Updated: Apr 18, 2022
This is a guest post courtesy of Helen T.
1st row: Parliament Square, Cutty Sark, Old Royal Naval College, Tower Bridge, Borough High Street, St Paul’s Cathedral 2nd row: Blackheath Avenue, Hays Galleria, South Bank, Bank, The Mall, Millennium Bridge 3rd Row: Ludgate Hill, London Bridge Station, More London Riverside, Victoria Embankment, St Paul’s from Millennium Bridge 4th Row: Greenland Dock, Butlers Wharf, Vauxhall Bridge, Blackfriars Station, Southbank, Westminster Bridge, Shad Thames
When Covid-19 broke out in the UK and social distancing rules started being put into place, I found myself waking up earlier and earlier in the mornings, feeling very anxious about the situation. I decided that rather than lie in bed dwelling on things, or reading endless news articles on my phone and making myself even more anxious, the best thing to do was get up and go out for a run. And as I now only have to commute to my living room to get to work rather than making the journey from South Bermondsey to the City, I have a lot more time for exercise in the mornings anyway!
View at Tower Bridge towards City Hall
I’ve been desperately missing the lively, buzzing Tuesday night gatherings at the arch and the runs along the river with scores of other London City Runners, and our Sunday morning runs to Greenwich, plus the Wednesday night track sessions and Thursday intervals sessions (I usually do one or the other!), and volunteering with the LCRs couch to 5K group on Monday nights, and I can’t wait to see everyone again. But I’m starting to love my new running routine. The streets are almost deserted early in the mornings, and London looks amazing. I’ve always been interested in photography, and the opportunity to get shots of London when there’s nobody getting in the way, and the early morning light is fantastic, has been another great incentive to get me out running. Plus I’ve been lucky enough to see some absolutely gorgeous sunrises!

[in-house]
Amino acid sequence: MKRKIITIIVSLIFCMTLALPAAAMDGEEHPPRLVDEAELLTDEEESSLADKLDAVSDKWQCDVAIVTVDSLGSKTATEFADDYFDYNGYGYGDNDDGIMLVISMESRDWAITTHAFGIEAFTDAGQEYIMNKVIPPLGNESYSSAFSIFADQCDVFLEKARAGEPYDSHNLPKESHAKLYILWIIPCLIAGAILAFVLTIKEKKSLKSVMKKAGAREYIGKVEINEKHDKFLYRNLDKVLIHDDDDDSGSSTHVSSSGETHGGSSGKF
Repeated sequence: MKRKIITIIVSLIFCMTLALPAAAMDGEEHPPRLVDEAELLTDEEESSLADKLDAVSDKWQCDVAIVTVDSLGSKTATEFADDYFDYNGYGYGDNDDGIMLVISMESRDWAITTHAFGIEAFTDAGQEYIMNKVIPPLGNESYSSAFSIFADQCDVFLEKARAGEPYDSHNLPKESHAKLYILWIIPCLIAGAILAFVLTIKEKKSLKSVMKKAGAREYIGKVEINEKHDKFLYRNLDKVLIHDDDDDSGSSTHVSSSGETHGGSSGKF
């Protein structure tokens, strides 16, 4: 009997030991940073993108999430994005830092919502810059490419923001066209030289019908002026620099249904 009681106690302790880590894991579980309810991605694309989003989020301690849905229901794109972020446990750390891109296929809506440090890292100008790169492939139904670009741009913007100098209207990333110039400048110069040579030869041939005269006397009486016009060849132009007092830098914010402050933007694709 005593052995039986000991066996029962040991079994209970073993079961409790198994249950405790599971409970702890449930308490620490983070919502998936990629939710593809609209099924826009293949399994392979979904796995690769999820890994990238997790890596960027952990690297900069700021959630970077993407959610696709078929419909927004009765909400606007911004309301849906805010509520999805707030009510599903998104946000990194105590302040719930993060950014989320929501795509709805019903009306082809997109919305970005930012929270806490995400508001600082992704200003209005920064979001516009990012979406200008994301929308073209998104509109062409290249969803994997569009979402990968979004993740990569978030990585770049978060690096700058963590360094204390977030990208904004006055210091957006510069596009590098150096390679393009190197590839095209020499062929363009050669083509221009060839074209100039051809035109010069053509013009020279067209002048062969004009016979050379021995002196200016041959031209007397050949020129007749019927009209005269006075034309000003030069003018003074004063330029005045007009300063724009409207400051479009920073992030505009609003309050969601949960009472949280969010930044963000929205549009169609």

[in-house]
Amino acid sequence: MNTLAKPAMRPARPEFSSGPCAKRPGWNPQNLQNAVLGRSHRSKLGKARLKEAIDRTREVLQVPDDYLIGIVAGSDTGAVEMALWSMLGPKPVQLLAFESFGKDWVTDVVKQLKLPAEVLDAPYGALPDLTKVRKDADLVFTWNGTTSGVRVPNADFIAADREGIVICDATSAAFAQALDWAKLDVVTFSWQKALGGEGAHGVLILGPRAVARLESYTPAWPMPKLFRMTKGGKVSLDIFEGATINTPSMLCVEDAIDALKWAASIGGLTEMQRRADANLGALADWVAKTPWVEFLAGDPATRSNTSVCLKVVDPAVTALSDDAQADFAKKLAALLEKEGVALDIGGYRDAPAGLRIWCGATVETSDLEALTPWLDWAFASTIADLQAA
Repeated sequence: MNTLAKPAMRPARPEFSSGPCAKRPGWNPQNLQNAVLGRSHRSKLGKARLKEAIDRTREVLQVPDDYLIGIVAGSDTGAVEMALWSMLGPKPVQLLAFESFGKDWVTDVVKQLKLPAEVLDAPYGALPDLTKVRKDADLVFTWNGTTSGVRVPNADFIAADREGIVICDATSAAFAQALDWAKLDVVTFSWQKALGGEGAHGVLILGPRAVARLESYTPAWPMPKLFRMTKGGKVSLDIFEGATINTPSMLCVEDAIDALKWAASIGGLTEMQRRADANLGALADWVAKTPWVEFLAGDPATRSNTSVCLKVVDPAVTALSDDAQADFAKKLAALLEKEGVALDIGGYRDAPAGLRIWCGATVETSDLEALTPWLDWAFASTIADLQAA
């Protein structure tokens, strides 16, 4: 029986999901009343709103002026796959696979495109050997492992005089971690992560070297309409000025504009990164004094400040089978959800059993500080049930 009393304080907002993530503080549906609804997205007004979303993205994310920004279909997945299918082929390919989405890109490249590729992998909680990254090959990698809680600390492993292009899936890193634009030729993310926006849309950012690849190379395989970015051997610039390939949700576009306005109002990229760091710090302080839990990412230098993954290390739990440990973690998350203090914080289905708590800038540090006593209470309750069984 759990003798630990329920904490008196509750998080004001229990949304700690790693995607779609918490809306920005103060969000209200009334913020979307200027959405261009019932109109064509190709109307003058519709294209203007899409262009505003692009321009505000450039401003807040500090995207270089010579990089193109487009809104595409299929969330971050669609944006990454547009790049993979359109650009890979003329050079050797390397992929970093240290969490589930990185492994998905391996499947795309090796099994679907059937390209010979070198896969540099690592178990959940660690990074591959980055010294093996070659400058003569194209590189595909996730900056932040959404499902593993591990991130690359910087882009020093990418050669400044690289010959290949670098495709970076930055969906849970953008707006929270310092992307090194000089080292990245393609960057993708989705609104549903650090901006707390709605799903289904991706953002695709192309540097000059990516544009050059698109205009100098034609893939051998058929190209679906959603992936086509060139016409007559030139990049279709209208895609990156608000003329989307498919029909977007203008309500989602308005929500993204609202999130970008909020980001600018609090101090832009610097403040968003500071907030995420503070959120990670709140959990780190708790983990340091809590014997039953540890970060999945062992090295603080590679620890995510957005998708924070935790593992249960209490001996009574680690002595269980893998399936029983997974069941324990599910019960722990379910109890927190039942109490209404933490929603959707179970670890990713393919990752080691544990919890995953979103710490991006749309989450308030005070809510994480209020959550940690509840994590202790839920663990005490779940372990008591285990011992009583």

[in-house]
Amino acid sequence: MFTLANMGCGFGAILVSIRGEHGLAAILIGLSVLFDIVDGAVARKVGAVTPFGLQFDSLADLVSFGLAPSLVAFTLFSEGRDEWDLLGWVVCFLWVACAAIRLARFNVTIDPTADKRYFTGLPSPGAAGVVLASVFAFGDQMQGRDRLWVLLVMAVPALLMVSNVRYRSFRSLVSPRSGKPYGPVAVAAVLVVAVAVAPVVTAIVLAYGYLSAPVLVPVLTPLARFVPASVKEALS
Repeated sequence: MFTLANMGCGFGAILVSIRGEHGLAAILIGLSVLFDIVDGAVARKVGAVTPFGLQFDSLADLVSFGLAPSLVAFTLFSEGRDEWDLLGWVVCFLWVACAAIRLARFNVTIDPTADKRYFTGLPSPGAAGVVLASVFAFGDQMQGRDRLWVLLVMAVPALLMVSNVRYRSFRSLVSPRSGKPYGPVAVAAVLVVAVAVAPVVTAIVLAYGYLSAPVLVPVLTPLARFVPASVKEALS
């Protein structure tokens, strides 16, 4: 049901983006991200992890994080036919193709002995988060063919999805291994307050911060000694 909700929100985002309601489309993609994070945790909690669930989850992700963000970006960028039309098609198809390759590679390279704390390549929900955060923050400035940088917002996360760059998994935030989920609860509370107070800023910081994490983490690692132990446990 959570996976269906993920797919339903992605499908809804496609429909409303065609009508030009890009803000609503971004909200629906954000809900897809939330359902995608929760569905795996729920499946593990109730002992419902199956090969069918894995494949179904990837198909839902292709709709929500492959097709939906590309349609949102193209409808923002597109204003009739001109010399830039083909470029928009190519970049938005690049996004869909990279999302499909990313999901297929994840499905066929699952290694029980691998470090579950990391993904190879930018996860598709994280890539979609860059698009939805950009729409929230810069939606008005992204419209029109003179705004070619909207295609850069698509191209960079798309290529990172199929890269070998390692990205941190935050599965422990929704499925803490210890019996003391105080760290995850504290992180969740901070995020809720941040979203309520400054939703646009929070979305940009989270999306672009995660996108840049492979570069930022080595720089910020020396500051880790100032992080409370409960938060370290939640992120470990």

Sunrise from Tower Bridge
Being the only person at places like Parliament Square, Bank, Tower Bridge, Oxford Circus, Leicester Square or Bishopsgate on a week day during what would have been rush hour is a weird experience. But it’s also fascinating to me because I know that after this pandemic is over it’s unlikely to ever happen again in my lifetime.
A nearly deserted Oxford Circus
I sometimes give myself little missions to do when I’m out running, for example the other day it was my Dad’s 75th birthday so I decided to find street signs starting with each letter of his name and make a photo collage of them. He was so pleased that he printed it off, framed it and hung it on the wall!
Buckingham Palace in full bloom
Since I’ve started running every morning I’m finding I’m sleeping a lot more soundly, I’m more energetic and alert during the day and I don’t feel nearly as anxious. I’m continuing to wake up very early but I’m still getting the six hours a night’s sleep I seem to need! I do miss the camaraderie that comes with group running but more often than not I pass other London City Runners when I’m out on my morning runs and we give each other a wave! And I still feel very much part of the club as I’ve been staying in contact with lots of other members via social media, WhatsApp, video calls etc., taking part in the LCR pub quizzes via Zoom, doing online yoga classes with other club members and hearing from people from our previous couch to 5K courses who are still keeping up with their running.
Helen in an empty Parliament Square
It’s frustrating that all my races have been cancelled, there’s no parkrun (I would have been running my 100th on 25th April, which is also my birthday) and we have no idea when any of these things will be able start up again, but in the meantime I’m so happy that I can still run!
Sunrise from London Bridge
A completely empty Trafalgar Square
Not a soul in sight at Piccadilly Circus
Just one other runner at Royal Albert Hall
#coronaviruslockdown #lockdown #London #runningduringlockdown